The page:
Canadian Prime Minister Justin Trudeau thinks it's time for Canada to legalize marijuana, but he says he doesn't care about any of the economic benefits that could come with it.
When speaking at an economic conference Wednesday, Trudeau was asked if he thought Canada "could be to cannabis what France is to wine."
"Look, our approach on legalizing marijuana is not about creating a boutique industry or bringing in tax revenue — it's based on two very simple principles," Trudeau said.
Trudeau argues that prohibition isn't doing much to keep marijuana out of the hands of minors in Canada.
He cited a 2013 United Nations survey of developed countries that found 28 percent of Canadian children ages 11, 13 and 15 had used cannabis in the previous 12 months.
Lack of legalization isn't keeping it away from U.S. teens, either. In one study, nearly 80 percent of 12th-graders said it would be easy for them to obtain marijuana.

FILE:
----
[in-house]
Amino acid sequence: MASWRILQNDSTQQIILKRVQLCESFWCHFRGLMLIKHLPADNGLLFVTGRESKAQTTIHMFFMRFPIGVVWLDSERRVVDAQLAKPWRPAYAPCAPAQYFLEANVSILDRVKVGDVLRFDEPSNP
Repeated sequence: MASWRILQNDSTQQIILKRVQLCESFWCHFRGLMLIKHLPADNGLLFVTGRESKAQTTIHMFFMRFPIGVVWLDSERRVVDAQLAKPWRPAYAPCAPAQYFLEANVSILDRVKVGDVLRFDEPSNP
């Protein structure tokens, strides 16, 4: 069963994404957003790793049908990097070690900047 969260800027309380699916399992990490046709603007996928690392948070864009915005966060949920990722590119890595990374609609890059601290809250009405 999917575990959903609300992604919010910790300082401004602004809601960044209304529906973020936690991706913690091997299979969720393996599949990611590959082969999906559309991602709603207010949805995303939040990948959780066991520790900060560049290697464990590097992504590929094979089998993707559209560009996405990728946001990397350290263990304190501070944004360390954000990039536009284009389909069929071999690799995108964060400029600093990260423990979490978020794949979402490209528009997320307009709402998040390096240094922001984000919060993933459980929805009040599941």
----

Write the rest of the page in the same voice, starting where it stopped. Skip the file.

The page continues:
Trudeau's second reason for wanting to legalize marijuana is the fact that criminals profit from the illegal drug trade.
So, Trudeau thinks legalizing the drug and placing it under government regulation would make it harder for kids to access the drug and would reduce the amount of money flowing to criminals.
But legalization might not have a huge impact on teen-use rates. Surveys of Washington and Colorado showed a slight increase after marijuana became legal.